Interest on Special, Medisave, Retirement accounts to be tied to long-term bond yield
(SINGAPORE) The buzz that has surrounded changes in the CPF scheme was given a new direction yesterday, when Manpower Minister Ng Eng Hen highlighted a significant move in the offing.
The interest rate on savings in the CPF Special, Medisave and Retirement Accounts (SMRA) will no longer be 4 per cent from next year, but will be pegged to an appropriate long-term bond yield.
‘The new SMRA rate will be a little lower, based on current yields, when we introduce it. But over time it should be more than 4 per cent,’ said Dr Ng.
Currently, the SMRA interest rate is pegged to the prevailing Ordinary Account (OA) interest rate, earning an additional 1.5 percentage points above this rate.
The current OA rate is 2.5 per cent while SMRA savings earn 4 per cent.
Since the new SMRA rate will be ‘pegged to the market’, there ‘will be fluctuations but it will be less volatile than equities’, said Dr Ng.
Dr Ng said that the exact formula for the new peg as well as the benchmark long-term bond rate to be used will be announced during his ministerial statement in Parliament.
Currently, 20-year Singapore government bonds have yields-to-maturity of about 3.3 per cent, but Dr Ng expects the rate to be more than 4 per cent over time.
Speaking to the media yesterday, Dr Ng injected more clarity into the debate on CPF changes when he elaborated on the proposals.
For one thing, he cooled industry speculation that the private sector would probably be asked to manage the proposed compulsory annuity scheme. In fact, CPF Board could well administer the scheme itself, Dr Ng said.
He also assured CPF members that the bulk of their Minimum Sum could still be drawn down, as only a small portion of it would go towards the annuity premium.
Prime Minister Lee Hsien Loong had announced in his National Day Rally speech that some form of annuity would be made compulsory for CPF members.
Dr Ng said the government had still not decided who would administer the scheme.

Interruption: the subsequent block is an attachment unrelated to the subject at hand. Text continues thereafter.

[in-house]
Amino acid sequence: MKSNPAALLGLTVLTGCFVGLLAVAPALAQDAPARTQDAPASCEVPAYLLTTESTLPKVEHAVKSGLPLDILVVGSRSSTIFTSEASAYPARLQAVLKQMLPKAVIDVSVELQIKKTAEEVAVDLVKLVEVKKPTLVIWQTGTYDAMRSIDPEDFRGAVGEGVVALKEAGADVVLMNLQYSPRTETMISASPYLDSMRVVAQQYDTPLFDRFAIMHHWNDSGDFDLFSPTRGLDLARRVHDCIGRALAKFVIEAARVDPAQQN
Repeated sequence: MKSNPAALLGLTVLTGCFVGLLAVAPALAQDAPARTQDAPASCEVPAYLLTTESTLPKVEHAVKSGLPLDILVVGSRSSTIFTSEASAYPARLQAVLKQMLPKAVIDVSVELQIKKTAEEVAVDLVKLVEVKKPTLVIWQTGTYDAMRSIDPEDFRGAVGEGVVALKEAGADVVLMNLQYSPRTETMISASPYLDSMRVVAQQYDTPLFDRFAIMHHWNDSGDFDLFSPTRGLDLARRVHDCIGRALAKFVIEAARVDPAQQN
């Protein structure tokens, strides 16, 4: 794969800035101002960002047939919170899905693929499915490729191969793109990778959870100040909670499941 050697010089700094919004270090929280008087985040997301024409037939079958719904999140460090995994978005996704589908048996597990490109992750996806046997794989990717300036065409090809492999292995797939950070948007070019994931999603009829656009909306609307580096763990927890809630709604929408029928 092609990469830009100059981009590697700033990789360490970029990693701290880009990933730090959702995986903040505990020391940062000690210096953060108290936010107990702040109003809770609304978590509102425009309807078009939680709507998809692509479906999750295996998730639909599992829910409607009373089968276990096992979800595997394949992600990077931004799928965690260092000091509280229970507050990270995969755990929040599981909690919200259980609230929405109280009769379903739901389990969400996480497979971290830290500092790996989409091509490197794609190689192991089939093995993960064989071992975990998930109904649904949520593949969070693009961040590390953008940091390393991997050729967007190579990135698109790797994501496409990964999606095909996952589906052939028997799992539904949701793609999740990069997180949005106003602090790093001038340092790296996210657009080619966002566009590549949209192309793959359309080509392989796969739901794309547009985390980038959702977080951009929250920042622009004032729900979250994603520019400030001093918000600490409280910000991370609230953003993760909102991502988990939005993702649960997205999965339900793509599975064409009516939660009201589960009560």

‘But as I outline the scheme – what we want to do – it gives a certain clarity, and if the industry can offer attractive terms and propositions, we are open to them participating,’ he said.
The Minimum Sum is aimed at providing CPF members payouts after their drawdown age of 65 until they are 85 years old.
CPF members will receive the annuity payouts after the age of 85.
‘The basic idea that we are after…is what I call Very Long Life Expectancy Protection. If you are lucky enough to live past 85…then I want to make sure that you have some savings that can start paying you out after 85,’ said Dr Ng.
Some members may want the annuity payouts to go to their family should they die before the age of 85, but such a scheme would mean higher premiums as there would be no pooling of risk, said Dr Ng.
Others thought they did not need the scheme as they were unlikely to live to 85. This was a myth that Dr Ng was anxious to debunk.
Statistics showed that for people here who reach 62, half will live beyond the age of 85. ‘This means that 50 per cent might outlive their retirement sums, and that’s what I want to cater to,’ he said.
The annuity payouts would be small to start out with – around a subsistence level which is about $250-$300 by today’s standards. This is so that the CPF member will not have to pay a large premium upfront and can have more in his Minimum Sum at drawdown age.
Another key strategy to ensure that Singaporeans have enough savings for their old age is to increase the returns on CPF savings.
The Prime Minister had announced a one percentage-point increase in interest on the first $60,000 in a CPF member’s combined CPF accounts, with not more than $20,000 from the OA account.
Dr Ng said that this additional interest on the maximum $20,000 in OA savings will be paid into the Special Account, instead of the OA. The remaining 2.5 per cent interest will continue to be paid into the OA.
‘That makes sense because I am not giving you that extra one per cent to buy a larger home if you can’t afford it,’ said Dr Ng. This extra interest is for retirement needs.
This $20,000 in OA savings will also not be available for investment under the CPF Investment Scheme.
Industry players have said that with this change, CPF members may be denied higher returns available in the market.
But Dr Ng pointed out that CPF members who invest on their own typically receive less than the 2.5 per cent interest guaranteed in the OA by CPF.
‘Our own data suggests that more people have been less smart than they thought.’
Between Oct 1, 2005 and Sept 30, 2006, about 45 per cent of CPF members who invested their CPF savings suffered losses, while another 32 per cent had returns of less than 2.5 per cent.
Source: Business Times 22 Aug 07